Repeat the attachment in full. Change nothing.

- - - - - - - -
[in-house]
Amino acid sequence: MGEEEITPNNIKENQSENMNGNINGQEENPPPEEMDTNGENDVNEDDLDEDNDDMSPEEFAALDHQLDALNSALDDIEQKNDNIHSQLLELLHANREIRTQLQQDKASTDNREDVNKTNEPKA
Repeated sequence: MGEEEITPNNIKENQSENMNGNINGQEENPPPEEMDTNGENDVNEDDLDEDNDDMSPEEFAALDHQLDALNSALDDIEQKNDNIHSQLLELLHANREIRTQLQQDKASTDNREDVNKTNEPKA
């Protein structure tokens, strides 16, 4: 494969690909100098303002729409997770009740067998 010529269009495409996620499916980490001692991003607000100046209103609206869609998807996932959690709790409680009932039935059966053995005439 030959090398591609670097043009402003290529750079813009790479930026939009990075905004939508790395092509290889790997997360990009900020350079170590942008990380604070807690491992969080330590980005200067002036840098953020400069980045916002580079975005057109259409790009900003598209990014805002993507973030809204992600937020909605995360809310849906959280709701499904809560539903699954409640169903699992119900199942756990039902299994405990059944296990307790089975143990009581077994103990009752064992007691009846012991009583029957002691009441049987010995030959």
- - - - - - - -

[in-house]
Amino acid sequence: MGEEEITPNNIKENQSENMNGNINGQEENPPPEEMDTNGENDVNEDDLDEDNDDMSPEEFAALDHQLDALNSALDDIEQKNDNIHSQLLELLHANREIRTQLQQDKASTDNREDVNKTNEPKA
Repeated sequence: MGEEEITPNNIKENQSENMNGNINGQEENPPPEEMDTNGENDVNEDDLDEDNDDMSPEEFAALDHQLDALNSALDDIEQKNDNIHSQLLELLHANREIRTQLQQDKASTDNREDVNKTNEPKA
């Protein structure tokens, strides 16, 4: 494969690909100098303002729409997770009740067998 010529269009495409996620499916980490001692991003607000100046209103609206869609998807996932959690709790409680009932039935059966053995005439 030959090398591609670097043009402003290529750079813009790479930026939009990075905004939508790395092509290889790997997360990009900020350079170590942008990380604070807690491992969080330590980005200067002036840098953020400069980045916002580079975005057109259409790009900003598209990014805002993507973030809204992600937020909605995360809310849906959280709701499904809560539903699954409640169903699992119900199942756990039902299994405990059944296990307790089975143990009581077994103990009752064992007691009846012991009583029957002691009441049987010995030959």